first_imgShare on Facebook Tweet on Twitter Nearly one-third of adults have high LDL-cholesterol levels, which is also known as bad cholesterol, a key risk factor for heart disease, according to the Centers for Disease Control and Prevention. And, unfortunately, about 70 percent of adults with high LDL-cholesterol don’t have the condition under control.For the many people working to manage their cholesterol levels with the help of their diet, including corn oil may provide important heart-health benefits. Recent research in the Journal of Clinical Lipidology shows that a diet with corn oil, like Mazola, helps lower LDL-cholesterol and total cholesterol more than extra virgin olive oil. Additionally, corn oil has four times more cholesterol-blocking plant sterols than olive oil and 40 percent more than canola oil. Plant sterols are plant-based compounds naturally present in fruits, vegetables, nuts, seeds, cereals, legumes and vegetable oils. When consumed as part of a diet low in saturated fat and cholesterol, plant sterols can help reduce the absorption of cholesterol in the gut, which, in turn, can lower LDL-cholesterol.And, when it comes to heart health, the type of fat in the diet matters. In fact, in the newly released 2015-2020 Dietary Guidelines for Americans, the emphasis is no longer on eating a low-fat diet but instead choosing quality fats. This includes replacing saturated fats that are known to contribute to heart disease with unsaturated fats, including polyunsaturated fats, like those in Mazola Corn Oil. Corn oil has more than five times the amount of polyunsaturated fats compared to olive oil. Replacing saturated fat with heart-healthy polyunsaturated fats can reduce the risk of heart disease.What’s more, corn oil’s neutral taste complements the natural flavors of foods, making it perfect for stir-frying, sautéing, grilling and even baking. Get more delicious recipes at TOMATO & KALE PASTAYield: 8 servingsPrep Time: 25 minutesIngredients12 ounces uncooked whole grain rotini pastaWarm Tomato and Kale Pasta2 tablespoons Mazola Corn Oil1/3 cup chopped onion2 cups cherry tomatoes, halved2 cups chopped kale1/2 cup no-salt or reduced sodium vegetable broth1/4 cup lime juice2 teaspoons chili powder1 teaspoon garlic salt1/2 teaspoon crushed red pepper4 ounces feta cheese, crumbled2 tablespoons chopped fresh cilantroInstructions1. Cook and drain pasta according to package directions. Set aside.2. Heat oil in large skillet over medium heat until hot. Add onion; cook and stir until tender, about 3 minutes. Stir in tomatoes, kale, vegetable broth, lime juice, chili powder, garlic salt and crushed red pepper. Cook 7 to 10 minutes, stirring occasionally.3. Combine hot pasta, tomato mixture, feta cheese and cilantro in a large serving bowl. Toss lightly and serve.QUINOA & SWEET POTATO CHILIYield: 3 quartsPrep Time: 20 minutesQuinoa and Sweet Potato ChiliCook Time: 40 minutesIngredients1 tablespoon Mazola Corn Oil1 cup chopped onions1/2 cup chopped bell pepper1 jalapeño, seeded and finely diced3 tablespoons chili powder1 teaspoon ground cumin1/2 teaspoon black pepper1 quart unsalted chicken OR vegetable broth4 cups sweet potatoes, peeled and cubed2 teaspoons minced garlic2 cans (15 ounces each) no salt added diced tomatoes1/2 cup quinoa1 can (15 ounces) no salt added OR reduced salt black beans, rinsed and drained2 cups frozen cornGarnish with green onions, chopped cilantro or sliced jalapeñosInstructions1. Heat Dutch oven or large pot over medium-high heat and add oil. Add onion, bell and jalapeño peppers and cook for 2 to 3 minutes until vegetables are softened. Add chili powder and cumin and cook for 1 to 2 minutes until spices are aromatic.2. Add chicken broth, sweet potatoes and garlic. Bring soup to a boil; reduce heat to medium and cover. Cook for 15 minutes. Add tomatoes, quinoa, black beans and corn and cook an additional 15 to 20 minutes until potatoes and quinoa are tender.3. Serve with fresh green onion, cilantro or jalapeños for garnish. Support conservation and fish with NEW Florida specialty license plate The Anatomy of Fear Save my name, email, and website in this browser for the next time I comment. TAGSHeart Healthy Recipes Previous articlePassover is a time for Christians and Jews to reconnectNext articleOCPS given a “Green Ribbon” by US Secretary of Education Denise Connell RELATED ARTICLESMORE FROM AUTHOR Please enter your comment! Please enter your name here Free webinar for job seekers on best interview answers, hosted by Goodwill June 11 You have entered an incorrect email address! Please enter your email address here LEAVE A REPLY Cancel replylast_img read more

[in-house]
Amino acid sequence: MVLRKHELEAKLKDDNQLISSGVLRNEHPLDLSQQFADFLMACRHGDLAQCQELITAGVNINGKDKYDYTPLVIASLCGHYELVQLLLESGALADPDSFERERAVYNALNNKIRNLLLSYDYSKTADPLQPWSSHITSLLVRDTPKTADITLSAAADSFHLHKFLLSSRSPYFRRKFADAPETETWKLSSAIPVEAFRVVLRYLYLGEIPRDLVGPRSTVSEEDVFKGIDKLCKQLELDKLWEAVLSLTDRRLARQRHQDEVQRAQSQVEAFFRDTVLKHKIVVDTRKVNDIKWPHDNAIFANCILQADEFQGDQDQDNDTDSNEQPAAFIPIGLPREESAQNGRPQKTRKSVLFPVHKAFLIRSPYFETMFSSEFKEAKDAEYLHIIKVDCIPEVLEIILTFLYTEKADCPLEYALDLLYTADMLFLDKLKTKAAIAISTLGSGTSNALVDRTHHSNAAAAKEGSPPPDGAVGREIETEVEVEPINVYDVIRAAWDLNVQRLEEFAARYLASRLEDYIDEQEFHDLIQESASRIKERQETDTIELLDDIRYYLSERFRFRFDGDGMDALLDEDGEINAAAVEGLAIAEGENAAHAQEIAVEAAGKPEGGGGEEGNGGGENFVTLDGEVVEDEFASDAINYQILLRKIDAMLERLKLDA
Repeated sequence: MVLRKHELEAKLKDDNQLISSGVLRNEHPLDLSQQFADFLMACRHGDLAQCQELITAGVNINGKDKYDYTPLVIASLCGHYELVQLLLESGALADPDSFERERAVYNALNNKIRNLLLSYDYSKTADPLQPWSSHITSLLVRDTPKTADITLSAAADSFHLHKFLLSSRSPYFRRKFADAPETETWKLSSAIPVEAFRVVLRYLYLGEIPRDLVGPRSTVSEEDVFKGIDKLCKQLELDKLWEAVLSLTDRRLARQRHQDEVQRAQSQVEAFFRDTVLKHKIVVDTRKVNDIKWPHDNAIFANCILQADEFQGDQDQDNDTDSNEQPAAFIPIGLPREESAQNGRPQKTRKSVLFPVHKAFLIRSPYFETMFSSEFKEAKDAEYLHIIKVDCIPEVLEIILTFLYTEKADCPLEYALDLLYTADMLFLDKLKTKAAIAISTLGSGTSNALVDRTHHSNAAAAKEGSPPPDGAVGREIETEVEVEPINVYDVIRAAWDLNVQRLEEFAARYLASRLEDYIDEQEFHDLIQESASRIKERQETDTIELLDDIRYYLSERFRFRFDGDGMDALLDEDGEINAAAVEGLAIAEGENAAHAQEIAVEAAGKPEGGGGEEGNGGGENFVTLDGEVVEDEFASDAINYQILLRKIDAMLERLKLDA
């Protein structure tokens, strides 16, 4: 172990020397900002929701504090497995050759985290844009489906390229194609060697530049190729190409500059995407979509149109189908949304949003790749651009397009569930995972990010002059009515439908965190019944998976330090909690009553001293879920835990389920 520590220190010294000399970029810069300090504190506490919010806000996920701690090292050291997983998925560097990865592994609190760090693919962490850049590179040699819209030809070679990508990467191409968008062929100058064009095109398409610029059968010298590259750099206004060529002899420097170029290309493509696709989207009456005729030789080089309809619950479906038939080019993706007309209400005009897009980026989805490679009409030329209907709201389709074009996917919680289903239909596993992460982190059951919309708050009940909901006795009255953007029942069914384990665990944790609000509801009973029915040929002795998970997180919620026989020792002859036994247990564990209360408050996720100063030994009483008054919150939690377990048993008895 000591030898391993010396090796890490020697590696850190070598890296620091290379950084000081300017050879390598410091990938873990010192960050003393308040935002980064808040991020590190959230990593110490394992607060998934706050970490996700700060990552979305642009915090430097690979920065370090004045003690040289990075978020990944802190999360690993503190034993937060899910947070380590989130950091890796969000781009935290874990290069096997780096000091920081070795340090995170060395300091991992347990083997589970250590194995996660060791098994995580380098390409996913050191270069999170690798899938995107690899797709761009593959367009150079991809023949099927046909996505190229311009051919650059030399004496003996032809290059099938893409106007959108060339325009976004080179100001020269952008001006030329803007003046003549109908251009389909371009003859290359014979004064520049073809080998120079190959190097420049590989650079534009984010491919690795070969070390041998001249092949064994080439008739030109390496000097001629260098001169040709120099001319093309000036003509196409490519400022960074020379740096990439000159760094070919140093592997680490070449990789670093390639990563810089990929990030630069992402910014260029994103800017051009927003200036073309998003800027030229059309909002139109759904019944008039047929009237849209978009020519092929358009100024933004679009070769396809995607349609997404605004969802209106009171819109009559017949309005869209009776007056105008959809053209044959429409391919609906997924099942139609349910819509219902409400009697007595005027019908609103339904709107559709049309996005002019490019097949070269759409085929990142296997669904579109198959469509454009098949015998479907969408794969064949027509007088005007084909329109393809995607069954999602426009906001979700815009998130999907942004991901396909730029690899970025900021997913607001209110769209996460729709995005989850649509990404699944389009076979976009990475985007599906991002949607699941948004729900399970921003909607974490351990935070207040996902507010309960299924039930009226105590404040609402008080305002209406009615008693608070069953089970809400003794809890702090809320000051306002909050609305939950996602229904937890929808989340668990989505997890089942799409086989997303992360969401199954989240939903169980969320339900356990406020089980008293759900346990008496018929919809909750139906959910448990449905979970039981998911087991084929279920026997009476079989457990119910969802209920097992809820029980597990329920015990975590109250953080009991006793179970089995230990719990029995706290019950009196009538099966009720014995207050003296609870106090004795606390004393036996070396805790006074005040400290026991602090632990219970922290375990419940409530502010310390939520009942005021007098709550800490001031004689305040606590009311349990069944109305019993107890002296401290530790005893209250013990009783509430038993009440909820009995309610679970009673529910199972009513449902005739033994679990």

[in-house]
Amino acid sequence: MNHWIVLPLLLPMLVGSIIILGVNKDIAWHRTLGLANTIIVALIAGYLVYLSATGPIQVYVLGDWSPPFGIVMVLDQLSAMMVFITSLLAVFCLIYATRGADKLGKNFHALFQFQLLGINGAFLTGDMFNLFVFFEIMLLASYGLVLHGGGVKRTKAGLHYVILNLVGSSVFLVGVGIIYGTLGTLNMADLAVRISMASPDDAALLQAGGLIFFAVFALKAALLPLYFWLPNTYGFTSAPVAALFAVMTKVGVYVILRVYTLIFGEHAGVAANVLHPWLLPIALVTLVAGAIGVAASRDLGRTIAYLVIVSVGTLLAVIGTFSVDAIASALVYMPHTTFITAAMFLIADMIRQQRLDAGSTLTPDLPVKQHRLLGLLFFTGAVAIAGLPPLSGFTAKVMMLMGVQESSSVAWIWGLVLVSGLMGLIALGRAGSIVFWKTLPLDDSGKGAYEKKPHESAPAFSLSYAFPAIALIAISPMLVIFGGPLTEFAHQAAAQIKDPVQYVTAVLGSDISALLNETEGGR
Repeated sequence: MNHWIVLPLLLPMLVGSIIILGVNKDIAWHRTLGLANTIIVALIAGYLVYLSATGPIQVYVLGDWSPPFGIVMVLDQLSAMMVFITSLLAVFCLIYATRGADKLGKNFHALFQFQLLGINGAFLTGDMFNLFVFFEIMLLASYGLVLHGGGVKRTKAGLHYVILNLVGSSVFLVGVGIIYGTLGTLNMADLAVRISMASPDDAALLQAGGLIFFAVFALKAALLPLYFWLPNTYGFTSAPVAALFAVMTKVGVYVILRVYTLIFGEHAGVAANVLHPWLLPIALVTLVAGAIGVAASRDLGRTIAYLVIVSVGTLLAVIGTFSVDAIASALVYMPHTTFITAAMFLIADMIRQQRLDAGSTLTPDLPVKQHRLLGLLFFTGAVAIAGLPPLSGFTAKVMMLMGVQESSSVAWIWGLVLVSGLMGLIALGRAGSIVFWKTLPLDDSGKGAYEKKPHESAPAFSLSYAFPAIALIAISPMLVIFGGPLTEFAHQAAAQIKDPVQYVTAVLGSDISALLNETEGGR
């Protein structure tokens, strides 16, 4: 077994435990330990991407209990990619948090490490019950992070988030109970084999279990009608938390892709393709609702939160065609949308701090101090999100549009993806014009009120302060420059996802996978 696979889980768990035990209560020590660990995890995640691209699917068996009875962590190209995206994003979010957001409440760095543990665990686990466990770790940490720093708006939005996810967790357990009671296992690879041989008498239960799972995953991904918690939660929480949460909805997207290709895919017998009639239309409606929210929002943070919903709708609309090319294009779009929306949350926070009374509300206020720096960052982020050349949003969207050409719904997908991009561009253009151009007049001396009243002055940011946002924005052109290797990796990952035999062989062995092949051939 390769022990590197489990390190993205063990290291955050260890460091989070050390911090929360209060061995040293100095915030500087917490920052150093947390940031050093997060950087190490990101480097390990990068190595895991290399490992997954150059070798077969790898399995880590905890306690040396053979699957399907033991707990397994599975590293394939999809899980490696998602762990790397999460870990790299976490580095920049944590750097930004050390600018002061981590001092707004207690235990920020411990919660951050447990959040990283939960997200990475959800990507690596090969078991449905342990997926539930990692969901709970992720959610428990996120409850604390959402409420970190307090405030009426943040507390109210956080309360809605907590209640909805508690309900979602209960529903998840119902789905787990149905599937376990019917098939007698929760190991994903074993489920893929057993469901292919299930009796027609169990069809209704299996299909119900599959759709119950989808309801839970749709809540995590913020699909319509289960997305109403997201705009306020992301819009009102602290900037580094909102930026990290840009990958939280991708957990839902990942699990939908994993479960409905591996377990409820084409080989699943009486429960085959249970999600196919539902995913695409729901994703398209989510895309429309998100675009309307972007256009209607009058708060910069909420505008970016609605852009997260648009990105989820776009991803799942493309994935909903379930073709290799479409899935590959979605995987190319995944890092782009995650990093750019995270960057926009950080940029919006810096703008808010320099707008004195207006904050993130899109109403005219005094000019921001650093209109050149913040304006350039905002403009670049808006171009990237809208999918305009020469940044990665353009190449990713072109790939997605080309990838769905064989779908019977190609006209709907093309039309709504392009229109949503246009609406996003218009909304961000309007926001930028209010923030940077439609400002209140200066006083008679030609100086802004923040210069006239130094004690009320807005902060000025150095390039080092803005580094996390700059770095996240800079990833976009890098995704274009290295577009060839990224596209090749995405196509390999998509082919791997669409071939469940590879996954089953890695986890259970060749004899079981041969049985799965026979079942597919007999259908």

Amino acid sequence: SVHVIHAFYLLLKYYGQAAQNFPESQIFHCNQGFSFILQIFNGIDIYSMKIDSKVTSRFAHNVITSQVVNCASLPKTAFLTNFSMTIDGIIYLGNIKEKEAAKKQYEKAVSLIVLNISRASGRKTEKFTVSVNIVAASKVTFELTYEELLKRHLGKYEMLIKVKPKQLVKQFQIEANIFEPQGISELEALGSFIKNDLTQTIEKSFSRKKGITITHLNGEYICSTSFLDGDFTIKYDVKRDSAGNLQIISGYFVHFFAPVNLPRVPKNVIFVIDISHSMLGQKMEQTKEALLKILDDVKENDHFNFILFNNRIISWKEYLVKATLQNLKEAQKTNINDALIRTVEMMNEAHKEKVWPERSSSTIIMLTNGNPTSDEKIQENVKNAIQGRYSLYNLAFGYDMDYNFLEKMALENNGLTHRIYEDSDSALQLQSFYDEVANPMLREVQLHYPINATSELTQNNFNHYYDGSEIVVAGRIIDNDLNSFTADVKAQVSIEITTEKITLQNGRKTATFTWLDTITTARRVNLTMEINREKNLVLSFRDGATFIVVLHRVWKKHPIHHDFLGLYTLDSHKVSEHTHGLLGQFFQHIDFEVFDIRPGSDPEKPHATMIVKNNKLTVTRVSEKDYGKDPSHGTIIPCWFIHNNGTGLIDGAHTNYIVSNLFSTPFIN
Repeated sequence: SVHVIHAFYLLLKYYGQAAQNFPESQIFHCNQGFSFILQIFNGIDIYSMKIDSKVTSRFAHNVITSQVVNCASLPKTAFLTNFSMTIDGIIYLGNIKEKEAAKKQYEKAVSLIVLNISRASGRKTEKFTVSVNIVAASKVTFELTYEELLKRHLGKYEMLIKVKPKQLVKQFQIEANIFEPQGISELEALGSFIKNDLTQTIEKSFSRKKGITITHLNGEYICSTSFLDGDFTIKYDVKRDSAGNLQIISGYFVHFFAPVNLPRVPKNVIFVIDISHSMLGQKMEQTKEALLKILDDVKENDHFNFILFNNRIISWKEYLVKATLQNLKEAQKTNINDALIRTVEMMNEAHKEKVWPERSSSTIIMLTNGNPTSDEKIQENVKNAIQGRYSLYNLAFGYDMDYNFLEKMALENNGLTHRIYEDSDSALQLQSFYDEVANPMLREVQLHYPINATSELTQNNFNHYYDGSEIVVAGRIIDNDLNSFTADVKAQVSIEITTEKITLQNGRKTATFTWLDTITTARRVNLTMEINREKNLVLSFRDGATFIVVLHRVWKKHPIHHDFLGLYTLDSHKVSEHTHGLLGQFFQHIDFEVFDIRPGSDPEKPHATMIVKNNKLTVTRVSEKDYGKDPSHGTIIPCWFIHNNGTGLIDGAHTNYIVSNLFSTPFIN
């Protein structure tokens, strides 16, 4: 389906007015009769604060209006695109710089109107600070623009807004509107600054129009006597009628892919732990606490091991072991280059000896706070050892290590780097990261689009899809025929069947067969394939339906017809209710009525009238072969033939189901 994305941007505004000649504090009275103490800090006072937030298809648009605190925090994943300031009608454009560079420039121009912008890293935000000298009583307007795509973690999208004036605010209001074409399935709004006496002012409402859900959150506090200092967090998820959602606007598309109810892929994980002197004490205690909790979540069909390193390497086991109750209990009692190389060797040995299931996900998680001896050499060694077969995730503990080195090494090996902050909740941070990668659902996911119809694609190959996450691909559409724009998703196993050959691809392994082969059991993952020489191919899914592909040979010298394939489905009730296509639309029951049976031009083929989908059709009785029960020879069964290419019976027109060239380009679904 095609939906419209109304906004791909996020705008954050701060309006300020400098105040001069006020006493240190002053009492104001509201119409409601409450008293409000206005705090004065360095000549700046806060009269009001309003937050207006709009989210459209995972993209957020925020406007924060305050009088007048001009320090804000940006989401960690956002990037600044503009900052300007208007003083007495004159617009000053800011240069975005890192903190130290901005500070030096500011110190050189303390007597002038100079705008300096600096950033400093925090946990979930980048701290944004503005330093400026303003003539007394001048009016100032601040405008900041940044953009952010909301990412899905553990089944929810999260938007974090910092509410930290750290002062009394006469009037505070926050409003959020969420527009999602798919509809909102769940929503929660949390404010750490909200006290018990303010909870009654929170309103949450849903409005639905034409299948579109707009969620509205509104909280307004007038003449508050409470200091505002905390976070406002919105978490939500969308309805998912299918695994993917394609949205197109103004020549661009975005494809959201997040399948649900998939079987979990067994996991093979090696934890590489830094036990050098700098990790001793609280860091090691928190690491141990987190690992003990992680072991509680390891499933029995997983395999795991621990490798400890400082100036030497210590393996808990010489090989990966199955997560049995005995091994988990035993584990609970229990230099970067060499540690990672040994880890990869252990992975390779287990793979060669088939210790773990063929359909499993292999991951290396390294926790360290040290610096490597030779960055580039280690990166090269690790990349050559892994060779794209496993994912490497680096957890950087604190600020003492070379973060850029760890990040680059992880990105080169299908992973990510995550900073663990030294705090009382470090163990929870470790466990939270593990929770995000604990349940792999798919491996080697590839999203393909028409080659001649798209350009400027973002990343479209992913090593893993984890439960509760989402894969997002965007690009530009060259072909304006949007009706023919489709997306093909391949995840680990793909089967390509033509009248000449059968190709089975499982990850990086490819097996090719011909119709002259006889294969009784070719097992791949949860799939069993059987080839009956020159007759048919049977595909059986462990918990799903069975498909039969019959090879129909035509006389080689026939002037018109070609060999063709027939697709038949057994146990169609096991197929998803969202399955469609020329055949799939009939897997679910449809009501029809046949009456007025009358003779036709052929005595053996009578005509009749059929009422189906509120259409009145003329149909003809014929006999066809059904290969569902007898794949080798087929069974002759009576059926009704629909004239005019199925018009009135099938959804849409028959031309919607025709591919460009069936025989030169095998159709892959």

first_imgMinneapolisSept. 16 — Cars honk and passersby raise their fists as over 250 people protest Islamophobia, racism and U.S. wars abroad in the Minneapolis neighborhood of West Bank. The crowd marches, chanting, “No more wars! No more fear! Our Muslim friends are welcome here!” and holding signs that read “Stop the war on Muslims at home and abroad” and “No U.S. military intervention in Syria.” The Minnesota Anti-War Committee and Minnesotans Against Islamophobia sponsored the march.Minnesota is home to more than 30,000 Somali immigrants, around one-third of the total living in the U.S. The majority live in the Minneapolis-St. Paul area. They are targeted by racism, xenophobia and Islamophobia.Burhan Mohumad, who grew up in the West Bank neighborhood, decided to get involved after reading and dealing personally with the racism and poverty that afflict his community. “You start to realize that, you know, you’re not poor by the lack of hard work, you’re not poor because you’re irresponsible. So once I became conscious of that, that’s when I wanted to get involved.“I’m a first generation immigrant that grew up here. Muslim and Black, obviously. You do become really cautious. You start to look over your shoulder.”He may have good reason to do so. Minneapolis is one of the three major cities implementing “Countering Violent Extremism,” a federal program that locally targets Somali-Americans.When I reviewed terrorist attacks in the U.S. since the 1980s, I could not find one where a person of Somali descent was convicted. Since the implementation of the CVE program in 2014, at least ten young Somali men have been arrested after being entrapped by FBI informants.Three were convicted by an all-white jury in Minneapolis in June of this year; five pleaded guilty before their trials. With their sentencing in November, some face life imprisonment.The rally and march were called to raise awareness of Islamophobia, racism and xenophobia both in the West Bank neighborhood and more generally throughout Minneapolis.“CVE is essentially a program that says: how can we stop people from being radicalized, how do we stop them from leaving the country,” Burhan explains. “Basically, to sum it up, to say that Muslims are a problem. You don’t target a whole population of people and not see them as a problem.“You’re saying that we’re all potential terrorists, potential extremists,” says Burhan.The Minnesota Anti-War Committee says the CVE program “criminalizes and spies on the Somali community in Minnesota and is a classic divide-and-conquer tactic using ‘trusted’ individuals and organizations, infiltrators posing as friends, teachers in schools, and social service organizations.”“It’s concerning,” says Burhan, “because you come to this country believing in these freedoms and believing in those civil liberties, and when you come here you have a program like CVE targeting you because you’re Muslim and have this [Somali] background. It is racist. It is xenophobic. It’s anti-Muslim. It’s anti-Black.”Somali-Canadian rapper K’Naan is developing an HBO series about “jihadi recruitment” set in Minneapolis called “The Recruiter.” The executive director of the series, Kathryn Bigelow, directed the pro-militarist films “Zero Dark Thirty” a fictional account of the CIA hunt for Osama bin Laden and “The Hurt Locker,” which praised soldiers occupying Iraq.The Somali community and supporters protested K’Naan when he visited the Twin Cities area last week and were met with pepper spray and arrests from the police. While K’Naan met with protesters later to say the show would not demonize the Somali community, many remain unconvinced as long as Bigelow is attached to the project.“Obviously the relationship that Bigelow has to the show, the show being on HBO, him being such an inexperienced person in the industry, and the fact that he’s Black and the fact that he’s Muslim, I don’t think they will give him the full range,” says Burhan. “From his own mouth he says he has full control — he’s the creator, he’s the writer, he’s the director, he’s the producer. And it’s hard for me to believe that.”Islamophobia to continue post-electionThe crowd begins stopping traffic and ends up in front of the Republican Party’s office, chanting, “No Trump! No KKK! No racist USA!”Does Burhan think anything will get better for Muslims after the presidential election in November?“To be honest with you, I think that it won’t. You have Hillary — who has a proven record, has a proven history of her supporting policies and her saying very devastating and very problematic statements against people of color.”Her policies at the State Department didn’t bring a lot of hope to Muslims abroad or at home, he says.“You have Trump, who has literally … spilled out all his bad guts about his feelings about Muslims and about immigrants.“I am terrified. As a Black person, as a Muslim, I’m terrified. Because now, it’s like — what do you do? How do you protect yourself? How do you involve yourself in this country’s electoral process or in this democracy to raise your voice?“Honestly, come November, I’m gonna pray hard. I’m a Muslim and I’m a person of faith, and so I’ll just pray that the people of this country, that their consciousness is raised.”Does he think that this system will deliver justice to vulnerable people in the United States?“Me being exposed to the literature I’ve been exposed to, I think a socialist system, something that really includes the whole body of the people. … I think that’s the system that would help us. But capitalism? You know Trump’s a capitalist, Hillary is a capitalist.“People need to be aware of what’s going on in our country. And really protect the vulnerable.”Despite the steep incline of the fight ahead, Burhan finds hope in the turnout for the march today, which he says is larger than the previous rallies against Islamophobia in Minneapolis.“Today’s rally, today’s march … this is why I sort of breathe easy. Because I see there’s a collection of people that honestly do care about this country and do care about the future of this country. They care about the world, and they care about humanity. This is what I really take comfort in.”FacebookTwitterWhatsAppEmailPrintMoreShare thisFacebookTwitterWhatsAppEmailPrintMoreShare thislast_img read more